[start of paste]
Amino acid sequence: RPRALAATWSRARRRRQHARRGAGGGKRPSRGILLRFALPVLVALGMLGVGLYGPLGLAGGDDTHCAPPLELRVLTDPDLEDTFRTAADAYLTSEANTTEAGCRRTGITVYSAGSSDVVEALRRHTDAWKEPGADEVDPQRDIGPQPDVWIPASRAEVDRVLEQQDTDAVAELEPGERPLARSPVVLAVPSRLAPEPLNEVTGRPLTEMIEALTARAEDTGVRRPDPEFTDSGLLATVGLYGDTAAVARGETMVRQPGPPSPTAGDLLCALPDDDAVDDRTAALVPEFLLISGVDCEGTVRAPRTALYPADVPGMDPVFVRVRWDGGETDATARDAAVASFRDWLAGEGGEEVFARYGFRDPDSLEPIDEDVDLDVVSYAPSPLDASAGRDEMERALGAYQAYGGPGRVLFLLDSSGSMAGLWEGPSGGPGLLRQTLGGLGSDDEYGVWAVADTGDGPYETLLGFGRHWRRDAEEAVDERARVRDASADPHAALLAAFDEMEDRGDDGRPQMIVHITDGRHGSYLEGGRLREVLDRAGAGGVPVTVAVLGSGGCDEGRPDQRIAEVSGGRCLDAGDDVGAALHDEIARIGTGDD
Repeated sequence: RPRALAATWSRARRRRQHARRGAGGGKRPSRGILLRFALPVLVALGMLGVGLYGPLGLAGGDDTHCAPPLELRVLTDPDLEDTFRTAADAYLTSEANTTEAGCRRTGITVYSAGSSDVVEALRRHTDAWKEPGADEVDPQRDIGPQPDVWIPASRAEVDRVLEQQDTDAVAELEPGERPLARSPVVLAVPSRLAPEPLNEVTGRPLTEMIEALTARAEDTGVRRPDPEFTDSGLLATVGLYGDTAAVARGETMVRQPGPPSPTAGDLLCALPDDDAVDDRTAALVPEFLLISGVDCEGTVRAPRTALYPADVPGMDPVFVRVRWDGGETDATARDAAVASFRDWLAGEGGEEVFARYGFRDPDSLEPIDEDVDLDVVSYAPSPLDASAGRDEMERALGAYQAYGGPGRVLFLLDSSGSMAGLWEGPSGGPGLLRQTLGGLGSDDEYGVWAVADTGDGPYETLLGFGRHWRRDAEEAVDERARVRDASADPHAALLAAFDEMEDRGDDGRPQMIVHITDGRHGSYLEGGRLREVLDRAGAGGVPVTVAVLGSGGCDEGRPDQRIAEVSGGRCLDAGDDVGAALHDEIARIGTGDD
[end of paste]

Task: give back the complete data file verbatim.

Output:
Amino acid sequence: RPRALAATWSRARRRRQHARRGAGGGKRPSRGILLRFALPVLVALGMLGVGLYGPLGLAGGDDTHCAPPLELRVLTDPDLEDTFRTAADAYLTSEANTTEAGCRRTGITVYSAGSSDVVEALRRHTDAWKEPGADEVDPQRDIGPQPDVWIPASRAEVDRVLEQQDTDAVAELEPGERPLARSPVVLAVPSRLAPEPLNEVTGRPLTEMIEALTARAEDTGVRRPDPEFTDSGLLATVGLYGDTAAVARGETMVRQPGPPSPTAGDLLCALPDDDAVDDRTAALVPEFLLISGVDCEGTVRAPRTALYPADVPGMDPVFVRVRWDGGETDATARDAAVASFRDWLAGEGGEEVFARYGFRDPDSLEPIDEDVDLDVVSYAPSPLDASAGRDEMERALGAYQAYGGPGRVLFLLDSSGSMAGLWEGPSGGPGLLRQTLGGLGSDDEYGVWAVADTGDGPYETLLGFGRHWRRDAEEAVDERARVRDASADPHAALLAAFDEMEDRGDDGRPQMIVHITDGRHGSYLEGGRLREVLDRAGAGGVPVTVAVLGSGGCDEGRPDQRIAEVSGGRCLDAGDDVGAALHDEIARIGTGDD
Repeated sequence: RPRALAATWSRARRRRQHARRGAGGGKRPSRGILLRFALPVLVALGMLGVGLYGPLGLAGGDDTHCAPPLELRVLTDPDLEDTFRTAADAYLTSEANTTEAGCRRTGITVYSAGSSDVVEALRRHTDAWKEPGADEVDPQRDIGPQPDVWIPASRAEVDRVLEQQDTDAVAELEPGERPLARSPVVLAVPSRLAPEPLNEVTGRPLTEMIEALTARAEDTGVRRPDPEFTDSGLLATVGLYGDTAAVARGETMVRQPGPPSPTAGDLLCALPDDDAVDDRTAALVPEFLLISGVDCEGTVRAPRTALYPADVPGMDPVFVRVRWDGGETDATARDAAVASFRDWLAGEGGEEVFARYGFRDPDSLEPIDEDVDLDVVSYAPSPLDASAGRDEMERALGAYQAYGGPGRVLFLLDSSGSMAGLWEGPSGGPGLLRQTLGGLGSDDEYGVWAVADTGDGPYETLLGFGRHWRRDAEEAVDERARVRDASADPHAALLAAFDEMEDRGDDGRPQMIVHITDGRHGSYLEGGRLREVLDRAGAGGVPVTVAVLGSGGCDEGRPDQRIAEVSGGRCLDAGDDVGAALHDEIARIGTGDD